Abu Dhabi, UAEThursday 23 May 2019

Nasa spacecraft arrives at ancient asteroid after two-billion kilometre chase

Robotic explorer Osiris-Rex comes within 19km of diamond-shaped space rock named Bennu

Osiris-Rex made it to Bennu - exactly one week after Nasa landed a spacecraft on Mars. Nasa
Osiris-Rex made it to Bennu - exactly one week after Nasa landed a spacecraft on Mars. Nasa

After a two-year chase, a Nasa spacecraft arrived on Monday at the asteroid Bennu, its first visitor in billions of years.

Osiris-Rex pulled within 19 kilometres of the 500-metre, diamond-shaped space rock but will get even closer in the days ahead and go into orbit around Bennu on December 31. No spacecraft has ever orbited such a small cosmic body.

It is the first US attempt to gather asteroid samples for return to Earth, something only Japan has accomplished so far.


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Flight controllers applauded and exchanged high-fives when confirmation came through that Osiris-Rex made it to Bennu – exactly one week after Nasa landed a spacecraft on Mars.

“Relieved, proud, and anxious to start exploring!” tweeted lead scientist Dante Lauretta of the University of Arizona. “To Bennu and back!”

With Bennu currently 122 million kilometres from Earth, it took seven minutes for word to get from the spacecraft to flight controllers at Lockheed Martin in Littleton, Colorado where the probe was built.

About the size of a large car, the spacecraft will shadow the asteroid for a year before scooping up some gravel for return to Earth in 2023.

Scientists are eager to study material from a carbon-rich asteroid like Bennu, which could hold evidence dating back to the beginning of our solar system 4.5 billion years ago. As such, it’s an astronomical time capsule.

A Japanese spacecraft has been hanging out at another near-Earth asteroid called Ryugu since June. Japan’s second asteroid mission will bring samples back to Earth by December 2020 but less than Osiris-Rex’s promised booty.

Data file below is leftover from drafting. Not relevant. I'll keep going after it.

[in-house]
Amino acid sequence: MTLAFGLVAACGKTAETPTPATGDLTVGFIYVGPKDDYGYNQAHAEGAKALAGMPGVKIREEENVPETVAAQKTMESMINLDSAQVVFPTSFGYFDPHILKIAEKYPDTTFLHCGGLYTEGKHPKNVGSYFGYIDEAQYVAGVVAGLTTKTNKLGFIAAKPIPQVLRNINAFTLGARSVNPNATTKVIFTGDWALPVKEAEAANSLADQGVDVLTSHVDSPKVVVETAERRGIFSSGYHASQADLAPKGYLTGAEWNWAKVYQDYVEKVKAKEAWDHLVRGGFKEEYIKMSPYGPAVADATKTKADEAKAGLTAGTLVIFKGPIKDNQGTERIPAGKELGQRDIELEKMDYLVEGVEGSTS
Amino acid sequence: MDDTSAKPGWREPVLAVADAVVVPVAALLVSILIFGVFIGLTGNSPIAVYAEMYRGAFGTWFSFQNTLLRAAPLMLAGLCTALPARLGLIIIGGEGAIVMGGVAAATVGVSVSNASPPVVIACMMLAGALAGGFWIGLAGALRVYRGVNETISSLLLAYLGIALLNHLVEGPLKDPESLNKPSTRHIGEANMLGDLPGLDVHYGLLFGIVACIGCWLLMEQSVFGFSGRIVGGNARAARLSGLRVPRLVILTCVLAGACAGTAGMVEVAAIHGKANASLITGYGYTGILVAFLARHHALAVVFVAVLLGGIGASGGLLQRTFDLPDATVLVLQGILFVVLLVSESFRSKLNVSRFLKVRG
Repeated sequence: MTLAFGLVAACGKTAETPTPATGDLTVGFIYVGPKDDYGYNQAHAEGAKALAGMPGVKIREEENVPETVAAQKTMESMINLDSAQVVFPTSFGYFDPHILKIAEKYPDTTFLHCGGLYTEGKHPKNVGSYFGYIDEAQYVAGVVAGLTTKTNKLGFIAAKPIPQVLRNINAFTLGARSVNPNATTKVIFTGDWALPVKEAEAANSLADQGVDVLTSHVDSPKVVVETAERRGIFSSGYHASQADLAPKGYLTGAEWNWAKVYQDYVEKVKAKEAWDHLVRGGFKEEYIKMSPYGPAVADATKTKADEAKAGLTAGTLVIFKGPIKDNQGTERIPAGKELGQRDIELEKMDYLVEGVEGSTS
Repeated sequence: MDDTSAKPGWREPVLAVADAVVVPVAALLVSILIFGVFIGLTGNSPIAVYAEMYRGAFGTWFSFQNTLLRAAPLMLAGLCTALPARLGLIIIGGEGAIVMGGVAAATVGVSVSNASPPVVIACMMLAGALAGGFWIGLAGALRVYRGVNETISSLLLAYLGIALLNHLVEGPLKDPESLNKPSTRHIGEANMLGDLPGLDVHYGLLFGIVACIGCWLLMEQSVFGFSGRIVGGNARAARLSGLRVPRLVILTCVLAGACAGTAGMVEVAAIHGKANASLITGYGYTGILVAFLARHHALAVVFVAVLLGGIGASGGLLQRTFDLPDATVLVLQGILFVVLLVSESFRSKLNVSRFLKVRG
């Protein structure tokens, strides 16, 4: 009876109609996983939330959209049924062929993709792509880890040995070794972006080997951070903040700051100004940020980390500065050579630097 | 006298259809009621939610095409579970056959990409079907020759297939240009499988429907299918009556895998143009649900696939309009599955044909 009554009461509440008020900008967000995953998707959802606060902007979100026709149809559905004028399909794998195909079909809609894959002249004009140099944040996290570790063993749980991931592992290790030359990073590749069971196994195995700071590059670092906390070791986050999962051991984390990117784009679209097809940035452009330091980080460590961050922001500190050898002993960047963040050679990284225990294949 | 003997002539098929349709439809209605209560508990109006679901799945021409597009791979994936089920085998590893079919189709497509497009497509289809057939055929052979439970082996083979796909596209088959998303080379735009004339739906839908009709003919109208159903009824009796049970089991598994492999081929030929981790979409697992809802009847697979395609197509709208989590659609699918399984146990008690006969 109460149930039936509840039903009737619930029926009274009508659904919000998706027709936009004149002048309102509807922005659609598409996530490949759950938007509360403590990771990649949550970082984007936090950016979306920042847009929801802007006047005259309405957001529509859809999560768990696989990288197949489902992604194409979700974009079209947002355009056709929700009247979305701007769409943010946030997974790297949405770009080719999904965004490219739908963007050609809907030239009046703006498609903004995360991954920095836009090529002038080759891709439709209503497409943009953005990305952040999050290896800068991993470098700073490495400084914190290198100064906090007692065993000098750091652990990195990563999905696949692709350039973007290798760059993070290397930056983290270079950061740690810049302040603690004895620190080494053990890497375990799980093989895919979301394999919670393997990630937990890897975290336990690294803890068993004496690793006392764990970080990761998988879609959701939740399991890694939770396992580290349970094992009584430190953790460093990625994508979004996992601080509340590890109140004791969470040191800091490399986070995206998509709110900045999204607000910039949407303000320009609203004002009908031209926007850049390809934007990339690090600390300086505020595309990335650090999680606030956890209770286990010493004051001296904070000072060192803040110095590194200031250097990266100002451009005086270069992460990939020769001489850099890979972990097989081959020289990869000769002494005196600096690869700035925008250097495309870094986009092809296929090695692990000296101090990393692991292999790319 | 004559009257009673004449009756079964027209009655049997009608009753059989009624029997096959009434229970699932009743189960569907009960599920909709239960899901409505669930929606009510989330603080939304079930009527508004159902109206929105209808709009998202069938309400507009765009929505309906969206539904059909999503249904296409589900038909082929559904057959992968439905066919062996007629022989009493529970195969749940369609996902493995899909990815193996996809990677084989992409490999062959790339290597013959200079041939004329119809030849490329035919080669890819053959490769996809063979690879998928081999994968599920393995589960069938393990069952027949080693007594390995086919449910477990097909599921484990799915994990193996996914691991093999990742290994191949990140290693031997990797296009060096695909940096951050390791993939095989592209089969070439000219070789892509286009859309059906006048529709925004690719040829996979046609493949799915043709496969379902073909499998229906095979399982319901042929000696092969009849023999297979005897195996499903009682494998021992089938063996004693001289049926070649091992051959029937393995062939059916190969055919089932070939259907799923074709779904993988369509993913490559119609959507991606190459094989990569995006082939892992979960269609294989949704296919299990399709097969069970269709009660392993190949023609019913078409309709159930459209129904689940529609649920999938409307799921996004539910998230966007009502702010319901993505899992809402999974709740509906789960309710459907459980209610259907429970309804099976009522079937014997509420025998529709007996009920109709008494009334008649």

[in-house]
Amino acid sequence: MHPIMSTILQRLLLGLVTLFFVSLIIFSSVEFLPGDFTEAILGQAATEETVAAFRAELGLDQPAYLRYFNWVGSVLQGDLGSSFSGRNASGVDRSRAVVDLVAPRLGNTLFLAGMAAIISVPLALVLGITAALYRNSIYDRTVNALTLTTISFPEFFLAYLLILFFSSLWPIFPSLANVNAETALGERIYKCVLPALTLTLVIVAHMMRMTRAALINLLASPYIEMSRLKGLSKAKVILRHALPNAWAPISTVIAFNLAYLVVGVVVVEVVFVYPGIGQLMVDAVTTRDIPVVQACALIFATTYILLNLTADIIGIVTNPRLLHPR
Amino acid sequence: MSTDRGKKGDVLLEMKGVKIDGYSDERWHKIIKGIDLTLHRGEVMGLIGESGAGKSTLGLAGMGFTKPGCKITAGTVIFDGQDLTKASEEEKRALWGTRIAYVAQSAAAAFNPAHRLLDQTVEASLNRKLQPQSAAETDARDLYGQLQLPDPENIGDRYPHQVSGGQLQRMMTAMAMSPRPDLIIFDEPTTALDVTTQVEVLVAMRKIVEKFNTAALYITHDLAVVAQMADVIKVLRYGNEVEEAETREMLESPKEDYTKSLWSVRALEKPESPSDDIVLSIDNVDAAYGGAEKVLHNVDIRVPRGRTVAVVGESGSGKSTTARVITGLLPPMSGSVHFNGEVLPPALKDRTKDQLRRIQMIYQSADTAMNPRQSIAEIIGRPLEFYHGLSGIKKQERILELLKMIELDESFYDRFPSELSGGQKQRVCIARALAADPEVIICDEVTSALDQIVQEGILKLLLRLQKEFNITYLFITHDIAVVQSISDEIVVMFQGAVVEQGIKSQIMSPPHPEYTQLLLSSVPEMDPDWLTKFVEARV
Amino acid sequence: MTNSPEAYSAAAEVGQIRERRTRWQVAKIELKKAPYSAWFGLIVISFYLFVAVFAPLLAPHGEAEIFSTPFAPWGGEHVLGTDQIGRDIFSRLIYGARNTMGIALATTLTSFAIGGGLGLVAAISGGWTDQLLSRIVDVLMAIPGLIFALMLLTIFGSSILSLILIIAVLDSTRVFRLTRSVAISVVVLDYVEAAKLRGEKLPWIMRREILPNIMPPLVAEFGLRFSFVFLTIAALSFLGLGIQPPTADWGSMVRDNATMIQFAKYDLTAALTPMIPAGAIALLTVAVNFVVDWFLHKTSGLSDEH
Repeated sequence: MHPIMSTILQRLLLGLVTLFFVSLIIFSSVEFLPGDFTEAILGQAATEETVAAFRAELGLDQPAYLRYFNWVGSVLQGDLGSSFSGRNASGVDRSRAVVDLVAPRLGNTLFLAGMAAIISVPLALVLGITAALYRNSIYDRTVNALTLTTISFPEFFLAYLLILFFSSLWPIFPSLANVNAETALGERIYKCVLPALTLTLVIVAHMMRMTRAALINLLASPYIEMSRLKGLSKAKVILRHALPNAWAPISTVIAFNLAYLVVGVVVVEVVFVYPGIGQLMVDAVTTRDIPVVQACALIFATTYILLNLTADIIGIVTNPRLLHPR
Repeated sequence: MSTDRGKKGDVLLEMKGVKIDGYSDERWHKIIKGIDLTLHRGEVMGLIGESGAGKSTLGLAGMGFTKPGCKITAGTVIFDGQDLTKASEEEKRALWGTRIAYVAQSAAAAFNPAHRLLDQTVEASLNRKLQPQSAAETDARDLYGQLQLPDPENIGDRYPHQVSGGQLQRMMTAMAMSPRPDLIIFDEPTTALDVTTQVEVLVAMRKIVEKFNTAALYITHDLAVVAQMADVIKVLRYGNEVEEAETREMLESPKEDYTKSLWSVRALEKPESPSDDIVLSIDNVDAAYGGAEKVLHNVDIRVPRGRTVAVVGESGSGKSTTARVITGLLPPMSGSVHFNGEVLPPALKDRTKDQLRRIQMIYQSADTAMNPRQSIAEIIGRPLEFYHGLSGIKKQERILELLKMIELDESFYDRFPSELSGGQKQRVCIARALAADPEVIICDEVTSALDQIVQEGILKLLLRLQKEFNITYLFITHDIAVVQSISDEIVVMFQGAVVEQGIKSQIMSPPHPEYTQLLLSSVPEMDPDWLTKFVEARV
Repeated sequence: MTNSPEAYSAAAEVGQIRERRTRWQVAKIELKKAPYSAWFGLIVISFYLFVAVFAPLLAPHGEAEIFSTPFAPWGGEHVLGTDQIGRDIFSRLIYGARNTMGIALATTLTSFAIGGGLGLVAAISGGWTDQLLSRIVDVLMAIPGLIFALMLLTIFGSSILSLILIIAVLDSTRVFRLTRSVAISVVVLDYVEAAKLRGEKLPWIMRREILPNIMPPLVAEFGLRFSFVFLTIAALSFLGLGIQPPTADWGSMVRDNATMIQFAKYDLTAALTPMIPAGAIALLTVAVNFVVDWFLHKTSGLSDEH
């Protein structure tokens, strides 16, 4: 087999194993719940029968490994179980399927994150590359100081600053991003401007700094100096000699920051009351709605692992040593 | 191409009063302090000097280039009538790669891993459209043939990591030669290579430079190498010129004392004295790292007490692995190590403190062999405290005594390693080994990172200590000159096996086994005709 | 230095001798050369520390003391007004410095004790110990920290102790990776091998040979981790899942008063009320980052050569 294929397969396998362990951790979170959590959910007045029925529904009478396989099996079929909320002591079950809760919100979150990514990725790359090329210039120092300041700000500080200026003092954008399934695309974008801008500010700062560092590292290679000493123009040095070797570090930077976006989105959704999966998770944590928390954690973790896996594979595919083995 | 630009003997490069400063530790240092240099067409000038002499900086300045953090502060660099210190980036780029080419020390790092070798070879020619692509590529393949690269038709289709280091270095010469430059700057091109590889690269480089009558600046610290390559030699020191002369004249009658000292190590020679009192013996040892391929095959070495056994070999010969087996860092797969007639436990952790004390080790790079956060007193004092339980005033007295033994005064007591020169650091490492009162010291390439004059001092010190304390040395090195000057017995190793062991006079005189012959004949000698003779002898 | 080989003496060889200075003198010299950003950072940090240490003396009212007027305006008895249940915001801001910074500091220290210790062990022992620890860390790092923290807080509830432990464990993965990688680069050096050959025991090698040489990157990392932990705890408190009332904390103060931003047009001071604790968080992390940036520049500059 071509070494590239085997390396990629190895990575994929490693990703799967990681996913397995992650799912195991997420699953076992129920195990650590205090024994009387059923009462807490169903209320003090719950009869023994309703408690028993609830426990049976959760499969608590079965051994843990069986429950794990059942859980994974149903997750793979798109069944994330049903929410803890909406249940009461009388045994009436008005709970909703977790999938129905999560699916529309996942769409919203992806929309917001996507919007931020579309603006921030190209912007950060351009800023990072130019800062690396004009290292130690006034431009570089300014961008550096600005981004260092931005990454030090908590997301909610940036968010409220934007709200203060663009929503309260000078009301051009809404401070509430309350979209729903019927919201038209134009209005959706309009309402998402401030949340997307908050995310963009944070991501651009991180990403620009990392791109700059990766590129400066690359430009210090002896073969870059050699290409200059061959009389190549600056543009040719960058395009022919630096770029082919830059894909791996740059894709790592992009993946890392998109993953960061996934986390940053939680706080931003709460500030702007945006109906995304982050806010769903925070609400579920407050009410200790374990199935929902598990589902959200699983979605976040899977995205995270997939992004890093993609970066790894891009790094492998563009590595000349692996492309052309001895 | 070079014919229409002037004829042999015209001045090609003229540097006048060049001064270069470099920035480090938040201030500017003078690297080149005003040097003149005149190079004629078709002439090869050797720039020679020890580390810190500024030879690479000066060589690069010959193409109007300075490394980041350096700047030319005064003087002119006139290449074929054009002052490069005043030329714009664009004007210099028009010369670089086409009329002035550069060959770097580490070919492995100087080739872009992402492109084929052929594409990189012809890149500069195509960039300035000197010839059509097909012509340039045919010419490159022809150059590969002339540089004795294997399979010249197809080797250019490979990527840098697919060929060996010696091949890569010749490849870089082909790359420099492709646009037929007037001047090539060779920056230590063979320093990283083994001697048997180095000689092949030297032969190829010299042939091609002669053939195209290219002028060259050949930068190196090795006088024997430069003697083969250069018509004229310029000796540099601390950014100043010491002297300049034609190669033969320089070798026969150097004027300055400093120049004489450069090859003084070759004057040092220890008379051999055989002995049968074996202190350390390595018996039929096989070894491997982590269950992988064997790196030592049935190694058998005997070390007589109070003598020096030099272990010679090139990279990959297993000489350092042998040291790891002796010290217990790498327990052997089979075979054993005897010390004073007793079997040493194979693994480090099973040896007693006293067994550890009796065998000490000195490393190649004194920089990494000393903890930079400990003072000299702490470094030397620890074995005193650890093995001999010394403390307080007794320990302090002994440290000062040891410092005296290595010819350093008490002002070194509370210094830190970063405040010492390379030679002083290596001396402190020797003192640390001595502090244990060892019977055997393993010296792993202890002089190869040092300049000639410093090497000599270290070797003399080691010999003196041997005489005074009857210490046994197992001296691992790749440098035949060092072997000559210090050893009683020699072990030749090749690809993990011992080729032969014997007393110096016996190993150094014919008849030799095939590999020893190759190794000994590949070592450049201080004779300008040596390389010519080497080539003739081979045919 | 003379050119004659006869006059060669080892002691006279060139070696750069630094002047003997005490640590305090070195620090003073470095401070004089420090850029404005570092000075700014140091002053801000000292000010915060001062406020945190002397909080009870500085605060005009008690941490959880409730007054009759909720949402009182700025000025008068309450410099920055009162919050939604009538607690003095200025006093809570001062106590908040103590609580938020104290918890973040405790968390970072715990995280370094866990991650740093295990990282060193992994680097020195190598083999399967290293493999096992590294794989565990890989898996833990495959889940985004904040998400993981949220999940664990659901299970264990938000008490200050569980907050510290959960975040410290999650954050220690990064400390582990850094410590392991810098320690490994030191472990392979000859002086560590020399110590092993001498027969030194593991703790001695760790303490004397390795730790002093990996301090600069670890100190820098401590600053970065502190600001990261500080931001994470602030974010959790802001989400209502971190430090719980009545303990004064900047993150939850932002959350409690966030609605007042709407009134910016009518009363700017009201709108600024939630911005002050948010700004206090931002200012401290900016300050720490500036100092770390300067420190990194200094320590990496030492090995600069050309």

The US probe aims to collect at least 60 grams of dust and gravel. The spacecraft will not land on Bennu, but will use a three-metre mechanical arm to momentarily touch down and vacuum up particles. The sample container will break loose and head back to Earth.

The collection – parachuting down to Utah – would represent the biggest cosmic haul since the Apollo astronauts hand-delivered moon rocks to Earth in the late 1960s and early 1970s.

Nasa brought back comet dust and solar wind particles before, but never asteroid samples. Japan managed to return some tiny particles in 2010 from its first asteroid mission, named Hayabusa.

Both Bennu and Ryugu are considered potentially hazardous asteroids. That means they could smack into Earth years from now. At worst, Bennu would carve out a crater during a projected close call 150 years from now.

Contact with Bennu will not significantly change its orbit or make it more dangerous to us, Lauretta stressed.

Scientists say the more they learn about asteroids, the better equipped Earth will be in heading off a catastrophic strike.

The $800 million (Dh3 billion) Osiris-Rex mission began with a 2016 launch from Cape Canaveral, Florida. It has put nearly two billion kilometres on the clock as of Monday.

Both the spacecraft and asteroid’s names come from Egyptian mythology. Osiris is the god of the afterlife, while Bennu represents the heron and creation.

Osiris-Rex is actually a Nasa acronym for "origins, spectral interpretation, resource identification, security-regolith explorer".

Updated: December 5, 2018 09:23 AM